The European Commission has begun two new legal proceedings against Britain on Wednesday after London published plans to override some post-Brexit rules governing Northern Irish trade, and resumed another challenge it had previously paused.
On Monday, the commission had said it was likely to recommence legal action against the UK in response to the legislation announced by the British government which would set aside parts of the Northern Ireland protocol.
The commission proceedings could result in the European Court of Justice (ECJ) imposing fines, although these would likely be more than a year away.
London has proposed scrapping some checks on goods from the rest of the United Kingdom arriving in the North and challenged the role of the ECJ to decide on parts of the post-Brexit arrangement agreed by the EU and Britain.
European Commission vice president Maroš Šefčovič, who oversees EU relations with former EU member Britain, said there was no justification for unilaterally changing an international agreement
“Let’s call a spade a spade. This is illegal,” he told a news conference, adding it cast a shadow on relations at a time when international co-operation was even more important, a reference to the alliance against Russia’s invasion of Ukraine.
The three legal proceedings do not relate to Britain’s new plans, but to the EU belief that Britain has failed to implement the protocol that governs North trading.
The two new suits charge Britain with failing to ensure adequate staff and infrastructure to carry out checks in Northern Ireland and not providing the EU with sufficient trade data.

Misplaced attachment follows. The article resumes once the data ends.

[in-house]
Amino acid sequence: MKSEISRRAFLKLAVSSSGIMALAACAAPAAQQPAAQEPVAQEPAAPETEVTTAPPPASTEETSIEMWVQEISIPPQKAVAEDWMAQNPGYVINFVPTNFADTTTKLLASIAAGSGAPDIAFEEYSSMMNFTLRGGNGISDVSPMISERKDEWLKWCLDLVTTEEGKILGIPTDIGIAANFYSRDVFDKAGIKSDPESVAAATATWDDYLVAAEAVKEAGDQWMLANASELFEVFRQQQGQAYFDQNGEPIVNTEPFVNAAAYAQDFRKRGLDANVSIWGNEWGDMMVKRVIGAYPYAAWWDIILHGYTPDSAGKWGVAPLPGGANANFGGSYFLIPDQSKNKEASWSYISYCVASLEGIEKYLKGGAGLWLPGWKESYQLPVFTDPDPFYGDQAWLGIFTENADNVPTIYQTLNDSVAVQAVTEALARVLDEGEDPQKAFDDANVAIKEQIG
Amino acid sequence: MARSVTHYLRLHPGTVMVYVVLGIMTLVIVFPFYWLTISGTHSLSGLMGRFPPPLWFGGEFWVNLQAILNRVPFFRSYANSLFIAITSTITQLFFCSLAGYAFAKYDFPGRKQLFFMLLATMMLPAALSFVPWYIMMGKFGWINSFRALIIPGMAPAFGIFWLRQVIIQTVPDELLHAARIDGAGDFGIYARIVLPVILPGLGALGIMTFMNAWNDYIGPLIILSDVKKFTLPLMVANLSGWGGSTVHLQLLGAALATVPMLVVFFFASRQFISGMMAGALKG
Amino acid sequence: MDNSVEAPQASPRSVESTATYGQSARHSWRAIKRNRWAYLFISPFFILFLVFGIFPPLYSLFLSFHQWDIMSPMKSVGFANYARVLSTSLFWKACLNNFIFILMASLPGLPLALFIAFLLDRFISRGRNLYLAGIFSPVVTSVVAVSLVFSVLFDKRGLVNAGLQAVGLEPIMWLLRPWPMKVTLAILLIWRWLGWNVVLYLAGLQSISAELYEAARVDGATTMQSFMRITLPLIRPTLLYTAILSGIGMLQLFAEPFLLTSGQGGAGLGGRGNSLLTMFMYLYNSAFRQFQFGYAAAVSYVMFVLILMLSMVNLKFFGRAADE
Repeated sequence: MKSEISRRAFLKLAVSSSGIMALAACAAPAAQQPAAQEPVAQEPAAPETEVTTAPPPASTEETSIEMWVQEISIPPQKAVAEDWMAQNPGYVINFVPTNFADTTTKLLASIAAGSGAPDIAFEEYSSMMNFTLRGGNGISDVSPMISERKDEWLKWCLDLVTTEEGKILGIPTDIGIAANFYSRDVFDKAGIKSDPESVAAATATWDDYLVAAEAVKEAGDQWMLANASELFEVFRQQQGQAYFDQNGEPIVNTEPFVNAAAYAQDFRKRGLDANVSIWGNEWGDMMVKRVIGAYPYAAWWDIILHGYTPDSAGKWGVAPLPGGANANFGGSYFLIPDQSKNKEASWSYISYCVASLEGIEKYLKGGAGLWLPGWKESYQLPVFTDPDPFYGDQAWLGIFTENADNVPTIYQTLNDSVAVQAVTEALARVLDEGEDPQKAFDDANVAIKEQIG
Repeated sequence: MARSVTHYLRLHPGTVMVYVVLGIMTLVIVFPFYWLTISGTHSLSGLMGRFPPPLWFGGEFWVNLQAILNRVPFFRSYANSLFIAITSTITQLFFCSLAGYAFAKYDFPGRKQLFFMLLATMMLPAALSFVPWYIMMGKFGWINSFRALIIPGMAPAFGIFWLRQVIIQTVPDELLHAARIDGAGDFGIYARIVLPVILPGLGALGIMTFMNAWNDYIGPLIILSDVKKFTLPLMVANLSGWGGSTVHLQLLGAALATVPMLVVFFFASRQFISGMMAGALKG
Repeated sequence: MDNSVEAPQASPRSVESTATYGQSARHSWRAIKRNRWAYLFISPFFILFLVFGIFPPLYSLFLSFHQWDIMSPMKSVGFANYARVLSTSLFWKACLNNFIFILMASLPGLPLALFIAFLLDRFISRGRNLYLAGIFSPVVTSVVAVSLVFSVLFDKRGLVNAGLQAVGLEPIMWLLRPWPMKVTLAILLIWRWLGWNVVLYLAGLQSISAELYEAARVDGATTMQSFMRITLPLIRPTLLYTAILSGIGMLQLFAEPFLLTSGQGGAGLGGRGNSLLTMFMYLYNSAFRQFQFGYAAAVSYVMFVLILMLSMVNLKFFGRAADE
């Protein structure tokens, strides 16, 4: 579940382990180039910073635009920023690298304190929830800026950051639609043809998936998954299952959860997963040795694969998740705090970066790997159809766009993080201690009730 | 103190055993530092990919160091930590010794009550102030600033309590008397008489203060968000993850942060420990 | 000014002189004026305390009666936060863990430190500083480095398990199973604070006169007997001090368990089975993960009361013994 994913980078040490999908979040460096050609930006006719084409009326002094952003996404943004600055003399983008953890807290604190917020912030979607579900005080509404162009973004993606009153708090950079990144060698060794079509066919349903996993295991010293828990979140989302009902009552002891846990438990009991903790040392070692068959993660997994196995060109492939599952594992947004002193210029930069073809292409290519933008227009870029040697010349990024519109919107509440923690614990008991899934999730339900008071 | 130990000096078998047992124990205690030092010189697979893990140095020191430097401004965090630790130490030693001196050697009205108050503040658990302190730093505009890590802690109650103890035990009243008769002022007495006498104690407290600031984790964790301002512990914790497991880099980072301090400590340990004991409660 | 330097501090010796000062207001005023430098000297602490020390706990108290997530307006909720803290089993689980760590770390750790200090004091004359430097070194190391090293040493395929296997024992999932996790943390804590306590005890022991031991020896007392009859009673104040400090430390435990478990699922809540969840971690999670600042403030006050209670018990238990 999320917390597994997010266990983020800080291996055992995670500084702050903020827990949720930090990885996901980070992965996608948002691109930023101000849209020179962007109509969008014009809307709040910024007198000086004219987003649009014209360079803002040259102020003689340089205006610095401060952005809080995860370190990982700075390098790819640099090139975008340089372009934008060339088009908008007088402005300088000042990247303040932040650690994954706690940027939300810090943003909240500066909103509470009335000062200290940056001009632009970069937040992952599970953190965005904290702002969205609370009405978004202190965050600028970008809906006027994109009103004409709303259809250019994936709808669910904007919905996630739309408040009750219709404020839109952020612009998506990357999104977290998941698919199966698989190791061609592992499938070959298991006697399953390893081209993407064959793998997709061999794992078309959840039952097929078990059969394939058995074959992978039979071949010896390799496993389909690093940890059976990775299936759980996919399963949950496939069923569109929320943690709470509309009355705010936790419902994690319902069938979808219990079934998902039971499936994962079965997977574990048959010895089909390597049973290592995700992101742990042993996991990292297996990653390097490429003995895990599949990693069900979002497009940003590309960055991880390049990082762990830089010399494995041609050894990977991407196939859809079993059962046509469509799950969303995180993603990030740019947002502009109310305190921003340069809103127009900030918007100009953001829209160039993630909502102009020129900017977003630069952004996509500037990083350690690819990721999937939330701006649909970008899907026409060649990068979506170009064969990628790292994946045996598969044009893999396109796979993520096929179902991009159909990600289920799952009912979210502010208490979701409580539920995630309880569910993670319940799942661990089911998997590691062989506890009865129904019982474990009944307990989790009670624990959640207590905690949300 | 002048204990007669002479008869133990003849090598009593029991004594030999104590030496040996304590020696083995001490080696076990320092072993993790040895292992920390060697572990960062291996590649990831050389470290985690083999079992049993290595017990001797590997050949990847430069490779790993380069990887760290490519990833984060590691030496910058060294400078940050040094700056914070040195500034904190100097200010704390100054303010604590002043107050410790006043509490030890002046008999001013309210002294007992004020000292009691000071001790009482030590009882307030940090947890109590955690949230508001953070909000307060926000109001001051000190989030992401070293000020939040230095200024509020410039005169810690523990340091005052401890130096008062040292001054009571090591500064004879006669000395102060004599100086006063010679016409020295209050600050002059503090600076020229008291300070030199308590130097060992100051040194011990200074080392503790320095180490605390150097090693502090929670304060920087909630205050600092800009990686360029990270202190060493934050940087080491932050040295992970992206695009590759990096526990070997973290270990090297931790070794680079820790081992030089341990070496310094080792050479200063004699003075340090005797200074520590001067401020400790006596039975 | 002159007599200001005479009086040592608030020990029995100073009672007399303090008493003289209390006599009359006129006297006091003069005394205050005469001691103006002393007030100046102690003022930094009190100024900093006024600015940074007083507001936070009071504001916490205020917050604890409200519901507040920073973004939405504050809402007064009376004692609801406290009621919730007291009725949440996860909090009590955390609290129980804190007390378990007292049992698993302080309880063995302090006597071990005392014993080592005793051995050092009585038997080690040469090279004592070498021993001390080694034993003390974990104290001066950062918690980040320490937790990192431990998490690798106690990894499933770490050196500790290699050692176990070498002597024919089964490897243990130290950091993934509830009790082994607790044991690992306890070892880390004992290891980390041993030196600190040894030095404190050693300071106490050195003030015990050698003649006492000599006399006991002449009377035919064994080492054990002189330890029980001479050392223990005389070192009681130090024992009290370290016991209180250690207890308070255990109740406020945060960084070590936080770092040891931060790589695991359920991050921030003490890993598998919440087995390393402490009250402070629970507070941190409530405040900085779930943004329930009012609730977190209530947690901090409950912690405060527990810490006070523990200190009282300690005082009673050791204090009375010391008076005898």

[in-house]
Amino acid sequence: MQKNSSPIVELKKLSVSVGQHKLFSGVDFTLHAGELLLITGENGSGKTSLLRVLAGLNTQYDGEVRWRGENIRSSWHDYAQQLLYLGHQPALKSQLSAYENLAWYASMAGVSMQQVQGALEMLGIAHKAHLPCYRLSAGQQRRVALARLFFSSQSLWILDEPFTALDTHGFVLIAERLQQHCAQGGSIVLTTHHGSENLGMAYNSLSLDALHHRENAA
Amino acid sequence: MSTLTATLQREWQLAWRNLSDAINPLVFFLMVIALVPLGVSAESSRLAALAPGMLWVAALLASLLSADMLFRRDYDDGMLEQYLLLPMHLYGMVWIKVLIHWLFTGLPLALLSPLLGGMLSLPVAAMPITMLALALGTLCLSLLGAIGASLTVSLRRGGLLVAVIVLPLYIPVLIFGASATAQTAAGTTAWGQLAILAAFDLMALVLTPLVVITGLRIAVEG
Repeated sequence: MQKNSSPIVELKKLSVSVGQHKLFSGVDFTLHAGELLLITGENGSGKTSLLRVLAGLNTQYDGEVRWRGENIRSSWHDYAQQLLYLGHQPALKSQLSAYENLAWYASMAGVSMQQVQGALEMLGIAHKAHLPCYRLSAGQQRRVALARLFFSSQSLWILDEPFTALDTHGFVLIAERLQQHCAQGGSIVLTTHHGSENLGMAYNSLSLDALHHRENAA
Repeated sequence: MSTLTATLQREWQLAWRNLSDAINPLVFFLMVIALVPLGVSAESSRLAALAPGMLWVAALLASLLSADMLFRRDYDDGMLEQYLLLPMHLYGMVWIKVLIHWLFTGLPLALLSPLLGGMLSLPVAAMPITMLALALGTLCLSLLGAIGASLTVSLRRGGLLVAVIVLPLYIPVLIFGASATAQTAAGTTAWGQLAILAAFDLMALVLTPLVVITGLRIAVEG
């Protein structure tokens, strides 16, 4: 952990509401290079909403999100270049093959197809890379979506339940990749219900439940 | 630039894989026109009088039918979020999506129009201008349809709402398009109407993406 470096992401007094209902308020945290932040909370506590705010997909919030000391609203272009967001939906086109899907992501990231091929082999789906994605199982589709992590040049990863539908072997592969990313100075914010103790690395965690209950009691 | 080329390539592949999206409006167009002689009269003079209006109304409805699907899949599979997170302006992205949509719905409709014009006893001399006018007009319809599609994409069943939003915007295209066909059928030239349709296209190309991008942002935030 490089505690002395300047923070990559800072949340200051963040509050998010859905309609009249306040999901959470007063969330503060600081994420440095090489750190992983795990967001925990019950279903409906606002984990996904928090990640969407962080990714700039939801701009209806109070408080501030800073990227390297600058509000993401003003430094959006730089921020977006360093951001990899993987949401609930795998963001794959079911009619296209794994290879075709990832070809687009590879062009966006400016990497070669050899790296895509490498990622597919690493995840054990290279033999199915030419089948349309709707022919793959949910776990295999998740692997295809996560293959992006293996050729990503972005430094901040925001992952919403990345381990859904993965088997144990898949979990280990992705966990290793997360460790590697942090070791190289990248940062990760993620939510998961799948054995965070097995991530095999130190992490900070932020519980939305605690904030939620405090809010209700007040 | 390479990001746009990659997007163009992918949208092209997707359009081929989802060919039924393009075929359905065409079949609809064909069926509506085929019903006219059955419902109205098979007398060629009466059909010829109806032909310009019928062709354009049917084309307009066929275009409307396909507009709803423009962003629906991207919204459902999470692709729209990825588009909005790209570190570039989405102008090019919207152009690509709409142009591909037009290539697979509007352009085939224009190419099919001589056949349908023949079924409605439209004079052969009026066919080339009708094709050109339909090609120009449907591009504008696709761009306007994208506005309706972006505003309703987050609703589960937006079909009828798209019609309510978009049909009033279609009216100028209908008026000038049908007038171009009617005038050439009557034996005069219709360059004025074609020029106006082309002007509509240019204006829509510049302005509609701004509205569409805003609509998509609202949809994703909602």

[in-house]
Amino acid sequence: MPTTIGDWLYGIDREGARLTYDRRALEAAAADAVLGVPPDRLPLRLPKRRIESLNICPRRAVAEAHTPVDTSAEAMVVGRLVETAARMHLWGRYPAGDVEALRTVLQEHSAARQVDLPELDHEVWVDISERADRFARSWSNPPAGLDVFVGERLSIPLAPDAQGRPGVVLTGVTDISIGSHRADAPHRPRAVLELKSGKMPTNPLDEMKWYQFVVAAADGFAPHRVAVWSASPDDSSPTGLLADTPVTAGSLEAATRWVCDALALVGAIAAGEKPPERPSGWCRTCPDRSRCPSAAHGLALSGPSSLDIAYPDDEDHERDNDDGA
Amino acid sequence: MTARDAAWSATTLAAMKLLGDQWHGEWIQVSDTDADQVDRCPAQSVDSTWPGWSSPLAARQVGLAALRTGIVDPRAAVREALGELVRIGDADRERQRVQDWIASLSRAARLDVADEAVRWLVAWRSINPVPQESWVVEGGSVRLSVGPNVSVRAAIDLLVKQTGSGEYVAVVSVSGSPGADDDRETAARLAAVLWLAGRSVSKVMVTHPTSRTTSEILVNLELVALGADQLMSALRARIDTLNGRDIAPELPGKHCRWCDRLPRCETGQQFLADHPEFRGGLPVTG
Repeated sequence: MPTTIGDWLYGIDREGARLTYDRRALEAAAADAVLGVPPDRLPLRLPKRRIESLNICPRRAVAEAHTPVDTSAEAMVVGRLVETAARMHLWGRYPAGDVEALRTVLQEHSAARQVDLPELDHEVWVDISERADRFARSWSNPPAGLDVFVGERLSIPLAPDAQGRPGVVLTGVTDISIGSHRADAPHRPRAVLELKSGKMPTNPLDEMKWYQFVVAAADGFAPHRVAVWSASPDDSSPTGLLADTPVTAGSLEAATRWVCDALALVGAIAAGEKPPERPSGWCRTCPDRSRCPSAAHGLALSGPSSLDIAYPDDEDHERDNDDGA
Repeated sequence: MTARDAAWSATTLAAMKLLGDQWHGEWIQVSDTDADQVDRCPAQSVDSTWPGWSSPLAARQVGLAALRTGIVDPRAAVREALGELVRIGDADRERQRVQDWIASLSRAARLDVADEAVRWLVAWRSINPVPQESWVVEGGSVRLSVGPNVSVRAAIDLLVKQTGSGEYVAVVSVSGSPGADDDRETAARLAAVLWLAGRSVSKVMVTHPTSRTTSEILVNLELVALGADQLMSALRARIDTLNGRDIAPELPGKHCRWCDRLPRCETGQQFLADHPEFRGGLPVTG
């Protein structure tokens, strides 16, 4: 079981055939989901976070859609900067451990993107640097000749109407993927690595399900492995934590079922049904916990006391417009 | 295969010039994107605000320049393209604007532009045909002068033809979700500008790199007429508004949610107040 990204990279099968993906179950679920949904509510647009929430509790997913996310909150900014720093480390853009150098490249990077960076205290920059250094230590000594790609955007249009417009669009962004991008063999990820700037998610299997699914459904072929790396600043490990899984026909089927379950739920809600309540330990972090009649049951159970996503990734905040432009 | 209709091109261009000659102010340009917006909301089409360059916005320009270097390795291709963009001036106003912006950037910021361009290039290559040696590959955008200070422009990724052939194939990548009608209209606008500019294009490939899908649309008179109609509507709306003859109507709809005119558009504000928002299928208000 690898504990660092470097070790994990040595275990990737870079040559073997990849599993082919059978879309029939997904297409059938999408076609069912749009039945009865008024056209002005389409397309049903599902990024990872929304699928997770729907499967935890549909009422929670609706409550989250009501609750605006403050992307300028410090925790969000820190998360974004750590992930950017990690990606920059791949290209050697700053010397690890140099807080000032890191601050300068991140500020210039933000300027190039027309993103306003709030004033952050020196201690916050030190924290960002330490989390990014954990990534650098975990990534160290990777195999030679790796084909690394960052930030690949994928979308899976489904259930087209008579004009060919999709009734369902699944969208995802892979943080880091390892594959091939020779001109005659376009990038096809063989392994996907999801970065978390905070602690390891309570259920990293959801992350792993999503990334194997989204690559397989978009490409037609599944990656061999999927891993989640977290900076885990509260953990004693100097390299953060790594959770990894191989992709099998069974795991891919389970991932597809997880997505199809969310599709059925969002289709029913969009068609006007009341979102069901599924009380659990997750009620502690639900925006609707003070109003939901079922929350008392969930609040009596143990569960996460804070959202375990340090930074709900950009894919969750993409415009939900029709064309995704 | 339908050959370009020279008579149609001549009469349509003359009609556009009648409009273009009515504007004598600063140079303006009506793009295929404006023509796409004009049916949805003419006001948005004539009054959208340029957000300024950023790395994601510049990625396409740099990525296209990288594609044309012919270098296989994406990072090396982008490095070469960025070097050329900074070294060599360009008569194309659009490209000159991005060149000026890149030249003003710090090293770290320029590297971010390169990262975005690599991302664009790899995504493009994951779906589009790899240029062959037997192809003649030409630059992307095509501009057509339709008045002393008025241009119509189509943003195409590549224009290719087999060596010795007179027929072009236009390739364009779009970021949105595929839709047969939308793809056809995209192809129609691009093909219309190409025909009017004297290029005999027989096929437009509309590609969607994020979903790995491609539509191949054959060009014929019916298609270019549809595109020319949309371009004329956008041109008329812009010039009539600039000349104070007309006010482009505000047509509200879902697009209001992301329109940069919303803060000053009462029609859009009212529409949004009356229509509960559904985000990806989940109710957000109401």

The other, paused a year ago to improve the atmosphere around talks, relates to the movement of agri-food products. Mr Šefčovič said that the EU might take the case to the ECJ if Britain failed to address the EU’s charges within two months.
Mr Šefčovič said Brussels still wanted to resume talks with Britain to resolve difficulties in shipping British products to Northern Ireland.
“We decided that our response should be measured, should be proportionate. And we are offering not only legal action here today but we’ve been fleshing out what concretely we could do,” he said.
Tánaiste Leo Varadkar has said that “the jury is still out” on whether British prime minister Boris Johnson was trustworthy.
The recent actions of the British government – introducing legislation to amend the North protocol – “were not the actions of a trustworthy government” he told Newstalk’s Pat Kenny show. “It’s not right what they’re doing.” The protocol was a legal document, and the British government should honour its international obligations, he said.
Mr Varadkar said he thought it was a mistake to introduce legislation as the protocol as it had been written was open to modification.
The “vast majority” of MLAs did not want the UK government to have the power to over-ride the wishes of the people of Northern Ireland, he said.
When asked about his relationship with Taoiseach Micheál Martin, Mr Varadkar dismissed reports in Sunday newspapers that their relationship was difficult. He said his relationship with Fianna Fáil was very good and was getting better with time.
Mr Varadkar declined to respond to a question about the possibility of the DPP taking a case against him for sharing information. He said he would not speculate on what the DPP was going to do, adding the matter was up to the DPP.
Elsewhere, British ambassador to Ireland Paul Johnston said the UK government does not want to scrap the Northern Ireland Protocol in its entirety but that its experience in the past 18 months was that it had not been working “as well as we would want”.